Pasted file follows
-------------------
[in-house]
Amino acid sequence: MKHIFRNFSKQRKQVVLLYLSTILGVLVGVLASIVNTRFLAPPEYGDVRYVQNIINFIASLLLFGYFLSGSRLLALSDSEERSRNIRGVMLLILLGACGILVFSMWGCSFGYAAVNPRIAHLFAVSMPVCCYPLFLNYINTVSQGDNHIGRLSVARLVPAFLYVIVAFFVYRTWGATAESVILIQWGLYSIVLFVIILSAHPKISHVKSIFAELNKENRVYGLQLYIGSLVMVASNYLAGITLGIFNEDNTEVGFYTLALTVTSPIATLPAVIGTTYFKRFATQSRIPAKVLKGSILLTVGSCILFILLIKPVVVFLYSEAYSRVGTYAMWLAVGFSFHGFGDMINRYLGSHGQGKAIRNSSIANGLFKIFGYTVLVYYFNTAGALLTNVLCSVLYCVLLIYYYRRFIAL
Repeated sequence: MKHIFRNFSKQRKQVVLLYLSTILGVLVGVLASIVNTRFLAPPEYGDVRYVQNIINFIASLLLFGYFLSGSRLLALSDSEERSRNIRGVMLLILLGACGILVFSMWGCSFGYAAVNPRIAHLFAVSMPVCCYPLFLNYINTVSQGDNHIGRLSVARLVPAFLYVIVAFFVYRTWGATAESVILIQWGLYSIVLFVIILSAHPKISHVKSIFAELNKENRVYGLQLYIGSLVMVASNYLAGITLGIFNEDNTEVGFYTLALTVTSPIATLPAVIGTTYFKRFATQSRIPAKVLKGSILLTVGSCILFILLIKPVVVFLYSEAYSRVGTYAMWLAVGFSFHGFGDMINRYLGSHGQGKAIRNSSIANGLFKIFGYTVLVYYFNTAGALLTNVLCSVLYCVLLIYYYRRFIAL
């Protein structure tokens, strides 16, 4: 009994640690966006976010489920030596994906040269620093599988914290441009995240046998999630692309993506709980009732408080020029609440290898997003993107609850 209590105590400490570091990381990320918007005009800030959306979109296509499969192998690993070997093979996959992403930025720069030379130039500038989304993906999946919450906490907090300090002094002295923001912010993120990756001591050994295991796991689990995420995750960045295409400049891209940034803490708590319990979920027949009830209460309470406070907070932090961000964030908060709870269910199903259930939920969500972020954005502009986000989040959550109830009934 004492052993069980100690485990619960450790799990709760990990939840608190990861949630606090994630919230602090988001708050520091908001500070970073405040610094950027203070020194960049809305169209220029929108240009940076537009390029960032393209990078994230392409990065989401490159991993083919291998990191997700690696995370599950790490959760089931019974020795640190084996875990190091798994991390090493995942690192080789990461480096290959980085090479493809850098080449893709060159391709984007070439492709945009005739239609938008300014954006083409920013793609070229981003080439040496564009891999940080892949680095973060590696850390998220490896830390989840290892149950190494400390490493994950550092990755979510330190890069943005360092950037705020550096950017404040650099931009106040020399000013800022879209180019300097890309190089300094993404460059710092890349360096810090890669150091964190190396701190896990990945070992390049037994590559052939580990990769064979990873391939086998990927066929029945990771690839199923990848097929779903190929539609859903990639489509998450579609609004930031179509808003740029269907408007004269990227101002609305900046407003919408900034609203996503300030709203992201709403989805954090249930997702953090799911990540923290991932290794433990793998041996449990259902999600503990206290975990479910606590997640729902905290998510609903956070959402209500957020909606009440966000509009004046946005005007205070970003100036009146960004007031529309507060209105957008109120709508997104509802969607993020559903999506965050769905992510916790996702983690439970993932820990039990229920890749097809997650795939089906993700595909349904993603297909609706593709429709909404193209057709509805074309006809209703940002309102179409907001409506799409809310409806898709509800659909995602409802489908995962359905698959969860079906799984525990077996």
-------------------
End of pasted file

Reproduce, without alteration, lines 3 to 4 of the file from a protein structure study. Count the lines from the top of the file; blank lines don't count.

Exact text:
Repeated sequence: MKHIFRNFSKQRKQVVLLYLSTILGVLVGVLASIVNTRFLAPPEYGDVRYVQNIINFIASLLLFGYFLSGSRLLALSDSEERSRNIRGVMLLILLGACGILVFSMWGCSFGYAAVNPRIAHLFAVSMPVCCYPLFLNYINTVSQGDNHIGRLSVARLVPAFLYVIVAFFVYRTWGATAESVILIQWGLYSIVLFVIILSAHPKISHVKSIFAELNKENRVYGLQLYIGSLVMVASNYLAGITLGIFNEDNTEVGFYTLALTVTSPIATLPAVIGTTYFKRFATQSRIPAKVLKGSILLTVGSCILFILLIKPVVVFLYSEAYSRVGTYAMWLAVGFSFHGFGDMINRYLGSHGQGKAIRNSSIANGLFKIFGYTVLVYYFNTAGALLTNVLCSVLYCVLLIYYYRRFIAL
């Protein structure tokens, strides 16, 4: 009994640690966006976010489920030596994906040269620093599988914290441009995240046998999630692309993506709980009732408080020029609440290898997003993107609850 209590105590400490570091990381990320918007005009800030959306979109296509499969192998690993070997093979996959992403930025720069030379130039500038989304993906999946919450906490907090300090002094002295923001912010993120990756001591050994295991796991689990995420995750960045295409400049891209940034803490708590319990979920027949009830209460309470406070907070932090961000964030908060709870269910199903259930939920969500972020954005502009986000989040959550109830009934 004492052993069980100690485990619960450790799990709760990990939840608190990861949630606090994630919230602090988001708050520091908001500070970073405040610094950027203070020194960049809305169209220029929108240009940076537009390029960032393209990078994230392409990065989401490159991993083919291998990191997700690696995370599950790490959760089931019974020795640190084996875990190091798994991390090493995942690192080789990461480096290959980085090479493809850098080449893709060159391709984007070439492709945009005739239609938008300014954006083409920013793609070229981003080439040496564009891999940080892949680095973060590696850390998220490896830390989840290892149950190494400390490493994950550092990755979510330190890069943005360092950037705020550096950017404040650099931009106040020399000013800022879209180019300097890309190089300094993404460059710092890349360096810090890669150091964190190396701190896990990945070992390049037994590559052939580990990769064979990873391939086998990927066929029945990771690839199923990848097929779903190929539609859903990639489509998450579609609004930031179509808003740029269907408007004269990227101002609305900046407003919408900034609203996503300030709203992201709403989805954090249930997702953090799911990540923290991932290794433990793998041996449990259902999600503990206290975990479910606590997640729902905290998510609903956070959402209500957020909606009440966000509009004046946005005007205070970003100036009146960004007031529309507060209105957008109120709508997104509802969607993020559903999506965050769905992510916790996702983690439970993932820990039990229920890749097809997650795939089906993700595909349904993603297909609706593709429709909404193209057709509805074309006809209703940002309102179409907001409506799409809310409806898709509800659909995602409802489908995962359905698959969860079906799984525990077996």